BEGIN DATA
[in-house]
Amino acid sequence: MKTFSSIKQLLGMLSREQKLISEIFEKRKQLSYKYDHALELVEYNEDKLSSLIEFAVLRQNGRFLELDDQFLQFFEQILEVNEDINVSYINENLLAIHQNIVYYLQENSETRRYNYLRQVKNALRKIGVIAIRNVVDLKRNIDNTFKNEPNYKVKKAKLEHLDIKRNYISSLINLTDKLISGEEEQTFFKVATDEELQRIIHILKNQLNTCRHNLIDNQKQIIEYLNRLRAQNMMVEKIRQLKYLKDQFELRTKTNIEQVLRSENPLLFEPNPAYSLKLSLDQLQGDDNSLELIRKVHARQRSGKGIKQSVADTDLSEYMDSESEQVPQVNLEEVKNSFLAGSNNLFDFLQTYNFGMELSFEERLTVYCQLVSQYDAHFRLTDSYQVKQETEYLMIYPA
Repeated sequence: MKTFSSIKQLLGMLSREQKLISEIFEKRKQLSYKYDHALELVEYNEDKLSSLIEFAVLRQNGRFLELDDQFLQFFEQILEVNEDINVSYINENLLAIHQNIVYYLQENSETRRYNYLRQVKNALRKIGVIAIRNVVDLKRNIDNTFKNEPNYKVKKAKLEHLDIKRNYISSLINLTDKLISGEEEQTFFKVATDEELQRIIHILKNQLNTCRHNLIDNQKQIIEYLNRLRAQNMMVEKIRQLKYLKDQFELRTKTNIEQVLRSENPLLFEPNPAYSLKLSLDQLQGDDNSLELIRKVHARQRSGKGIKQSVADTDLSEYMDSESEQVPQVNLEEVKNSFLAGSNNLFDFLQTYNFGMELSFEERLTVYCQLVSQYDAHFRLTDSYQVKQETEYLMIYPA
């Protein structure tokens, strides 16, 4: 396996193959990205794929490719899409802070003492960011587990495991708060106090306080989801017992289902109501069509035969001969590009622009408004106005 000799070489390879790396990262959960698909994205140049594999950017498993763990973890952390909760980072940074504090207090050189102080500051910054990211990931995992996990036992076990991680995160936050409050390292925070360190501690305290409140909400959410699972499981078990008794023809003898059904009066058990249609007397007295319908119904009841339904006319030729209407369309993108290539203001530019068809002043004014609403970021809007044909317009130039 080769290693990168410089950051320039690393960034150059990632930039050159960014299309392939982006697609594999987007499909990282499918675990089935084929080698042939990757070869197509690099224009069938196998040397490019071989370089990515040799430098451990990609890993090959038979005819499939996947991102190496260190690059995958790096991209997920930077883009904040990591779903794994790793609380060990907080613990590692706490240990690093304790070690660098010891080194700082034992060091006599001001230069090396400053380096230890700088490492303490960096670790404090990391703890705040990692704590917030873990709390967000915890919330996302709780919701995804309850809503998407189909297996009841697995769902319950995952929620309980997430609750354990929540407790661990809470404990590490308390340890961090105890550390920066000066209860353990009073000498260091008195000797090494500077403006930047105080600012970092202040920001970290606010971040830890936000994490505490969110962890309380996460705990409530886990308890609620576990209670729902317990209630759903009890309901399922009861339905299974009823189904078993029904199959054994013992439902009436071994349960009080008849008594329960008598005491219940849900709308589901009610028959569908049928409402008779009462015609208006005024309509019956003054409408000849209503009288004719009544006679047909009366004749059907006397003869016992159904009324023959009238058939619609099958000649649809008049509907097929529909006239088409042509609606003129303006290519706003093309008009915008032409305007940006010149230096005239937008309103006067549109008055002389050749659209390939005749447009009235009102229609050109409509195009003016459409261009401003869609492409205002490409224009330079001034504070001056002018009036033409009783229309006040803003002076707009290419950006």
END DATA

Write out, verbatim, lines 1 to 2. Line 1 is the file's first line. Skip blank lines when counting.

[in-house]
Amino acid sequence: MKTFSSIKQLLGMLSREQKLISEIFEKRKQLSYKYDHALELVEYNEDKLSSLIEFAVLRQNGRFLELDDQFLQFFEQILEVNEDINVSYINENLLAIHQNIVYYLQENSETRRYNYLRQVKNALRKIGVIAIRNVVDLKRNIDNTFKNEPNYKVKKAKLEHLDIKRNYISSLINLTDKLISGEEEQTFFKVATDEELQRIIHILKNQLNTCRHNLIDNQKQIIEYLNRLRAQNMMVEKIRQLKYLKDQFELRTKTNIEQVLRSENPLLFEPNPAYSLKLSLDQLQGDDNSLELIRKVHARQRSGKGIKQSVADTDLSEYMDSESEQVPQVNLEEVKNSFLAGSNNLFDFLQTYNFGMELSFEERLTVYCQLVSQYDAHFRLTDSYQVKQETEYLMIYPA